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Security Policy Enforcement for the OSGi Framework using Aspect-Oriented Programming

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Inlined Reference Monitors in Vehicle Systems

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Security Policy Enforcement for the OSGi Framework using Aspect-Oriented Programming

  1. 1. SECAD 2008, Aug 01st 2008, Turku – Finland, Phu H. Phung and David Sands Page 1 SECAD 2008 August 01st 2008 Turku, Finland Security Policy Enforcement for the OSGi Framework using Aspect-Oriented Programming Phu H. Phung and David Sands Chalmers Univeristy of Technology Gothenburg, Sweden
  2. 2. SECAD 2008, Aug 01st 2008, Turku – Finland, Phu H. Phung and David Sands Page 2 Motivation • Life cycle mismatch between the vehicle and its software – current goal: enable truly open systems, i.e. easy to add third-party services • needs to allow potentially untrusted applications access to sensitive resources • Simple sandboxing has obviously limitations – (grants all-or-nothing approach on the basis of trust)
  3. 3. SECAD 2008, Aug 01st 2008, Turku – Finland, Phu H. Phung and David Sands Page 3 An example • “A third party service (in an on-board vehicle computer) needs to be able to send SMS messages in order to function properly” – possible problems of the application • could be malicious, e.g. send to many messages • may has bugs, e.g. repeatedly send messages • Need for more fire-grained security policy, e.g. – allow a third party application to access SMS service but restricted receipt address, with a limit on the number of messages per day, and depending on the vehicle’s location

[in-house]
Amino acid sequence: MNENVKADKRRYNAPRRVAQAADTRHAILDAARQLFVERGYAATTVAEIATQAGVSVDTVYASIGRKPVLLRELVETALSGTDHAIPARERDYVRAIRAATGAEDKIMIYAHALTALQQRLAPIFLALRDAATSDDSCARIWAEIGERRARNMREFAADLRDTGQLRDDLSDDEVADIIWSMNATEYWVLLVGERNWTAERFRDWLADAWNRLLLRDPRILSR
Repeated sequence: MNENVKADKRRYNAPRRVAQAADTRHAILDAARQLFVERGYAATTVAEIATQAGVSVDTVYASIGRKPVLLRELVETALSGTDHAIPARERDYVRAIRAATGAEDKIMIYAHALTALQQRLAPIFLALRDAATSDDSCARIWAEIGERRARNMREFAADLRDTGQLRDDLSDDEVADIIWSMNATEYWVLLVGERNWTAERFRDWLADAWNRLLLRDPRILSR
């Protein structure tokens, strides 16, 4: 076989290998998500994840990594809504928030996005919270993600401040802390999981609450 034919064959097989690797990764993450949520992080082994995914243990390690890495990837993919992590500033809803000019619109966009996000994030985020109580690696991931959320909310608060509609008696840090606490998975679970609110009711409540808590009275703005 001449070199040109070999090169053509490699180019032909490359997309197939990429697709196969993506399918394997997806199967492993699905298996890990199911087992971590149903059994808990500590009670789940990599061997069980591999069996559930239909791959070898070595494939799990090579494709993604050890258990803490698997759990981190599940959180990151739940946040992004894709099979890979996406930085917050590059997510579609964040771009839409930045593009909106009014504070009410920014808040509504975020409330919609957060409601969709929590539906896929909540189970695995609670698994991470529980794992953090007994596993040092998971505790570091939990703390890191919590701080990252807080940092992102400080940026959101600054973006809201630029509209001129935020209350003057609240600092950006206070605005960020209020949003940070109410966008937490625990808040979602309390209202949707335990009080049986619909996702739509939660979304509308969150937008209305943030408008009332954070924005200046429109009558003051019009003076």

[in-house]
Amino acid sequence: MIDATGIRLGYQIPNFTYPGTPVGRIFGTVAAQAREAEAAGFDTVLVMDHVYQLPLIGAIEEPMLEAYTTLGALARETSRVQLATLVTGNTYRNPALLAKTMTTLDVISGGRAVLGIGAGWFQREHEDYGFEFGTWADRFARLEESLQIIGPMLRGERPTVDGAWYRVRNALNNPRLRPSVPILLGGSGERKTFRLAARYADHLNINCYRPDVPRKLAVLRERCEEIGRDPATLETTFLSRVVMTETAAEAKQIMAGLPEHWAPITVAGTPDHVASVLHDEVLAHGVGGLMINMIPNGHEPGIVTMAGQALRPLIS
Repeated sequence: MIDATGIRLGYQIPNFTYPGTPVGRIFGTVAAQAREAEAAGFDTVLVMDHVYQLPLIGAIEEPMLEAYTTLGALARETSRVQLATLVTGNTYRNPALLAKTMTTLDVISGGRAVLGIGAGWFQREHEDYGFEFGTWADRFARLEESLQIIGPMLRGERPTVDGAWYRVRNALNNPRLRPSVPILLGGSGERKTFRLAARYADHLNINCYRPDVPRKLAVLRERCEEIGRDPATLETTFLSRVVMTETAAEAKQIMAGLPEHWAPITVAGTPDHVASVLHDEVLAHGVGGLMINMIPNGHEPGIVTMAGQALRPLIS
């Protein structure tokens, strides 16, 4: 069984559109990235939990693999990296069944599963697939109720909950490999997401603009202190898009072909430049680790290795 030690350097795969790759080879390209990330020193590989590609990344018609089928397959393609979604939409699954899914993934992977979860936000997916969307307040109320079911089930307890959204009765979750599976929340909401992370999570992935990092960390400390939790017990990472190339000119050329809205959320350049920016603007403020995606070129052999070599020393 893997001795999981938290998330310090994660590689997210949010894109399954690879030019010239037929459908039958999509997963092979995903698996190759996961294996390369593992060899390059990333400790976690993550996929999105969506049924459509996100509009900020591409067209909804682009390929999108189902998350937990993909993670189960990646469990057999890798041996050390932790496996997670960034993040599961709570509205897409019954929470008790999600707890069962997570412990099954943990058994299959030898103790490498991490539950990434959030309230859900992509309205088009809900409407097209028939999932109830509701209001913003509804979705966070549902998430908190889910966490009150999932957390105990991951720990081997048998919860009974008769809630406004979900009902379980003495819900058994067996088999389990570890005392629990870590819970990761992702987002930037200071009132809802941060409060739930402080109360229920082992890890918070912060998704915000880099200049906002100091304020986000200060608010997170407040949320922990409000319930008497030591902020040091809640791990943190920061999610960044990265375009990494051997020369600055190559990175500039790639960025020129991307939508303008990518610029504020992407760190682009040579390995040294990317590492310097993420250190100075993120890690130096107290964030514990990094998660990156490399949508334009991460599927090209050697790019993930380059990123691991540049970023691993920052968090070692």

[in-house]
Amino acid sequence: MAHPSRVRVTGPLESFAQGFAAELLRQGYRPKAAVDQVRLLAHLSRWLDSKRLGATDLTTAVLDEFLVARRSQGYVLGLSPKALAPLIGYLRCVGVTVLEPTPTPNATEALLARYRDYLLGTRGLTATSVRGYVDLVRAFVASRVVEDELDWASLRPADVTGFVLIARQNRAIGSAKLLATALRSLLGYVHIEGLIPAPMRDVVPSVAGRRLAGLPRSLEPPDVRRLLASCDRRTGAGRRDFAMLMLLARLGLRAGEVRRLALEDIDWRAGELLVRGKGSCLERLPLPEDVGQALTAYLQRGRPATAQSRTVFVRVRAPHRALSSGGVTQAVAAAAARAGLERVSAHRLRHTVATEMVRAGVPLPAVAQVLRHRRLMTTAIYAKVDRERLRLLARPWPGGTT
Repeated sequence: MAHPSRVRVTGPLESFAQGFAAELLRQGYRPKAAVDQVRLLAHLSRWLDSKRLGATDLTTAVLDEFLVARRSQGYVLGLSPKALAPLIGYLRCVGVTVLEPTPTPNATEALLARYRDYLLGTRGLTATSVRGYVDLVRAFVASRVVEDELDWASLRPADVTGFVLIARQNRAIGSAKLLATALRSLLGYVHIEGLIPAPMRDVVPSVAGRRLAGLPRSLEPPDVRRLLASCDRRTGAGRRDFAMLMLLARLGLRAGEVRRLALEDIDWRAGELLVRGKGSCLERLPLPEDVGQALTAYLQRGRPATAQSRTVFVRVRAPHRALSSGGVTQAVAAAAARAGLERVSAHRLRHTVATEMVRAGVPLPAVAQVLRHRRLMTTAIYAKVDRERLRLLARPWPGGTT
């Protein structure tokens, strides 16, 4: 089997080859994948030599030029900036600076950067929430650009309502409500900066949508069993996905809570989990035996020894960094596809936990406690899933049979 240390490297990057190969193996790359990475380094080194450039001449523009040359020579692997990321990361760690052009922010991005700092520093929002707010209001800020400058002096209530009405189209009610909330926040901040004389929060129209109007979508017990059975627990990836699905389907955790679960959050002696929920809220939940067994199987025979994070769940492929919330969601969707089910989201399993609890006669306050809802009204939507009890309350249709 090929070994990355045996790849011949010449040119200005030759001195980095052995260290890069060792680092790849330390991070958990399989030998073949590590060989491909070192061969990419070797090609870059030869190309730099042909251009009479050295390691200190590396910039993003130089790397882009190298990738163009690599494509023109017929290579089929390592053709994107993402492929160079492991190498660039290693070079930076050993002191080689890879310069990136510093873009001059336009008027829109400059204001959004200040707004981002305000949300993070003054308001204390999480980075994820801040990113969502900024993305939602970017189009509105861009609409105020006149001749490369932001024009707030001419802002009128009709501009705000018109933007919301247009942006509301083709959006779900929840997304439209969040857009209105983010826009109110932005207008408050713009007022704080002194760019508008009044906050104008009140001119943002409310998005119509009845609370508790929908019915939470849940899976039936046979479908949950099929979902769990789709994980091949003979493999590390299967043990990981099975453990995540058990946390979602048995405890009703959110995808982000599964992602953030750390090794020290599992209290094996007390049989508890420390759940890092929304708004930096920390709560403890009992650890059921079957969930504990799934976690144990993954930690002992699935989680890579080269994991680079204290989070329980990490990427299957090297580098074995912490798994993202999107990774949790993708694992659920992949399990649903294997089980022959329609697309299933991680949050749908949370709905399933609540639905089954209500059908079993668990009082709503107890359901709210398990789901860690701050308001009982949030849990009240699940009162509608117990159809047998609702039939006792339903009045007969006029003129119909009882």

4. 4. SECAD 2008, Aug 01st 2008, Turku – Finland, Phu H. Phung and David Sands Page 4 Goals • Study the application of fine-grained security policy enforcement in vehicle systems – Adopting a language-based approach using aspect- oriented programming with AspectJ compiler – Considering the application in the context of vehicle telematics/infotainment systems under the OSGi standard • Concerned questions – What classes of reference monitor-style policies can be enforced using AspectJ? – How can this approach be integrated with the OSGi platform without making platform modifications? – What are the shortcomings of using AspectJ for implementing reference monitors?
  5. 5. SECAD 2008, Aug 01st 2008, Turku – Finland, Phu H. Phung and David Sands Page 5 Outline • Overview of background strands – Security Policy Enforcement by Program Transformation – Aspect-Oriented Programming and AspectJ • Security policy enforcement in AspectJ – Classes of security policies in AspectJ – Other issues related to security policy • The case study – The OSGi framework • Conclusion and future work
  6. 6. SECAD 2008, Aug 01st 2008, Turku – Finland, Phu H. Phung and David Sands Page 6 Security Policy Enforcement by Program Transformation • New code will be added in security-relevant actions or events to check the program respects the security policies – the modified program is guaranteed not to violate the policy